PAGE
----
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Rising Above our Differences

I had never seen a double rainbow before Thursdays afternoon rainstorm. I thought to myself what could the lesson be, why a double rainbow and at this moment in time?

As I was driving home Thursday afternoon, I was thinking about what I would write in this column. Suddenly I looked up to the sky and was surprised by the site of a double rainbow.

As followers of the teachings of the Baal Shemtov, my family and I embrace the fundamental concept that there are no "coincidences" in life. Everything we see and hear has a lesson for us if we choose to receive it.

I had never seen a double rainbow before. I thought to myself what could the lesson be, why a double rainbow at this moment in time? On the radio I was listening to the vice Presidential candidates in the midst of their debate, and suddenly it struck me.

Our great country was founded based on the concept of a rainbow. A multi-colored spectrum banded together by one unifying light. As a Jewish person I have extraordinary appreciation for the creation of this country, a country whose foundation is built on human liberty and tolerance.

The United States of America is a place where people of all faiths, colors and creed can find security among their fellow freedom loving countrymen. We are "One nation under G-d," banded together regardless of our differences. Our country is really an example of the rainbow.

As the economy cries out for bright ideas and old fashioned wisdom to provide more jobs, as our world faces the real threat of nuclear weapons in the hands of those who openly state their evil intentions to wreak havoc in the lives of innocent people, as our communities become more divided in their ideologies or political preferences, we are called upon, to accept that we are one people with many differences, just like a rainbow with many colors.

The rainbow reminds us that these differences can also be our strength, because when we allow the One light that unites to shine through our differences, we get to experience the beauty like the beauty of a rainbow.

As the elections draw near many differences of opinion are being presented. One thing is for sure, when we open ourselves to others' opinions and ideas, different from our own, we open up to a brighter future. Notwithstanding who takes the reins of our country, if we truly desire to move forward and commit ourselves to the change that our times require, we would be wise to reach beyond our differences so we can be, as our country has always been like the shining light of the rainbow.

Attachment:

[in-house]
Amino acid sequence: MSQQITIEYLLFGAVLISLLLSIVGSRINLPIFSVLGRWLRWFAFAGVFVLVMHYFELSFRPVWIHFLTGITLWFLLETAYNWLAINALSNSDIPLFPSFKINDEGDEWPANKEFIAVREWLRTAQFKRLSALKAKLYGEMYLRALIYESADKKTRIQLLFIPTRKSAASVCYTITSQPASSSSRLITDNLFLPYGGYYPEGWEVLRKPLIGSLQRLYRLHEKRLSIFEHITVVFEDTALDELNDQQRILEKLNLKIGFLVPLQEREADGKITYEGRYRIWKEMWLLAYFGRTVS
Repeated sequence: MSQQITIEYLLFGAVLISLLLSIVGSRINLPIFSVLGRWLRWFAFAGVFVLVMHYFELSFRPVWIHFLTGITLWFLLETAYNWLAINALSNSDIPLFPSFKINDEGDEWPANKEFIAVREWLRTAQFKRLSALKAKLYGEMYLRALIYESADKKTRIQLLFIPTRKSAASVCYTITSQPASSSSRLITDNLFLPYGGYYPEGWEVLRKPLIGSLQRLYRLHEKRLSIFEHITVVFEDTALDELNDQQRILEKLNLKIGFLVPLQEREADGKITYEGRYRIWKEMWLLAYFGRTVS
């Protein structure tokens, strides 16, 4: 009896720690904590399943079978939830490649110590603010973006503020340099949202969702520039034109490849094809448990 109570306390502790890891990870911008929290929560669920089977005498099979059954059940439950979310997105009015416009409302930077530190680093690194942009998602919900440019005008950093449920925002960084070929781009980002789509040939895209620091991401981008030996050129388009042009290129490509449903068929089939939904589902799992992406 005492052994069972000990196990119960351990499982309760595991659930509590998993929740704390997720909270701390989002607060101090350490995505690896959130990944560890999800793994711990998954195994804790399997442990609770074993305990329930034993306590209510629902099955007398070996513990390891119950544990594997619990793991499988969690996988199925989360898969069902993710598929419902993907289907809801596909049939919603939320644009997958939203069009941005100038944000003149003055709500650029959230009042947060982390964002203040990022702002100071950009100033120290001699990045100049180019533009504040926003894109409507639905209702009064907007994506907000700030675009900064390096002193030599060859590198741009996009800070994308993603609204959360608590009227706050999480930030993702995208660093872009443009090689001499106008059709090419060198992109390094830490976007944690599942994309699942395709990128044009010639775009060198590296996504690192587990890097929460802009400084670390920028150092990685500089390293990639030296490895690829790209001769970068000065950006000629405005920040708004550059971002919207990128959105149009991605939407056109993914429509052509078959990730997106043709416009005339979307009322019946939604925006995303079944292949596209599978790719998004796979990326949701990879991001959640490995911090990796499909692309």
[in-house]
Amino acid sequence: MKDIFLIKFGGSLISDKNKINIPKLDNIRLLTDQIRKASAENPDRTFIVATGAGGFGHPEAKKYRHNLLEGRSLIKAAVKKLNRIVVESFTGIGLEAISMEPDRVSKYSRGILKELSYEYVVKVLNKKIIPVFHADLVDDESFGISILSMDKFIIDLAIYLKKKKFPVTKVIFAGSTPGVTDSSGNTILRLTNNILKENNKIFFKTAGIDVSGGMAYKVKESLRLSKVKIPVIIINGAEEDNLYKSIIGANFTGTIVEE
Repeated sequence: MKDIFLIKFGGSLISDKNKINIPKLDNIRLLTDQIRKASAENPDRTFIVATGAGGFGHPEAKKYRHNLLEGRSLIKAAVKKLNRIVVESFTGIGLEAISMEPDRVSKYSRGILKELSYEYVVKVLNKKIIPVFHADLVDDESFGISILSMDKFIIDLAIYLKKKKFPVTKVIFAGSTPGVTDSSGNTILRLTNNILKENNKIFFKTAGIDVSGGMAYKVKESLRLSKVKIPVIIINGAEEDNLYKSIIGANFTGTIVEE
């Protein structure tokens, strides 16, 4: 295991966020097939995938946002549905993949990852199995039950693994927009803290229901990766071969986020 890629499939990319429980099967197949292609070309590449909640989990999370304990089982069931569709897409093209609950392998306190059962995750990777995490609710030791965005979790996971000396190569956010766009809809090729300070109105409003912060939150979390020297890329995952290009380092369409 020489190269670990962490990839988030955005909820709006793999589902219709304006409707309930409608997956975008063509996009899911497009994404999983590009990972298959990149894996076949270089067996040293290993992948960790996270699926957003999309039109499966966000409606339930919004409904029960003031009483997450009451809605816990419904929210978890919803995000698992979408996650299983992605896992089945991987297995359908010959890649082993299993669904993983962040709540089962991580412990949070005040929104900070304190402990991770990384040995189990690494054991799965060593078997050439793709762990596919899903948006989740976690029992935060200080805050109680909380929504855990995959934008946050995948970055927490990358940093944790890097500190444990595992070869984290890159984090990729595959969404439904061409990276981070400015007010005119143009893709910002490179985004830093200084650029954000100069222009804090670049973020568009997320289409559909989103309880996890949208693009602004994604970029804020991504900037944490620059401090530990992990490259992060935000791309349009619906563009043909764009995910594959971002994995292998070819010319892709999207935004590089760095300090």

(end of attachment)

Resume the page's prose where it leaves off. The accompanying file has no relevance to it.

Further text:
Shabbat Shalom!

Max October 12, 2012 at 04:11 PM
Dear Rabbi Cunin, I always enjoy and appreciate your wisdom and insight. Your words inspired me to consider, perhaps, an additional analogy that can be gleaned from the double rainbow. The primary rainbow is typically the only one that we see, a very bright spectacle. On the other hand, the secondary rainbow is rarely seen, and when it is in view, it's barely visible... and, the spectrum is reversed in sequence. The analogy may be spiritually interpreted as to how we view our perspective when discussing or debating a given point with another person: We typically consider our point of view as the "right way" to understand a given topic and, we are blinded by our thoughts (the primary rainbow). And, the opposing viewpoint (the inverted spectrum of the dimmer, secondary rainbow) is rarely heard and appreciated, and, when it is, it is hardly considered. The moral of the story is that, perhaps, we should flip our way of looking at things... that is, consider our perspective as the secondary rainbow and, instead, focus our attention on the viewpoint of the other person. Allow the other person to be the primary rainbow for a moment. Allow the other individual's side of the story to be heard, while we mute our biases. There is probably truth and wisdom in the opposing view that we would otherwise overlook and block out by blinding ourselves to our way of looking at things. Shabbat Shalom.
Rabbi Levi Cunin October 13, 2012 at 12:06 AM
Dear David and Denise, What a wonderful and meaningful observation! Thank you for sharing. Shabbat Shalom!

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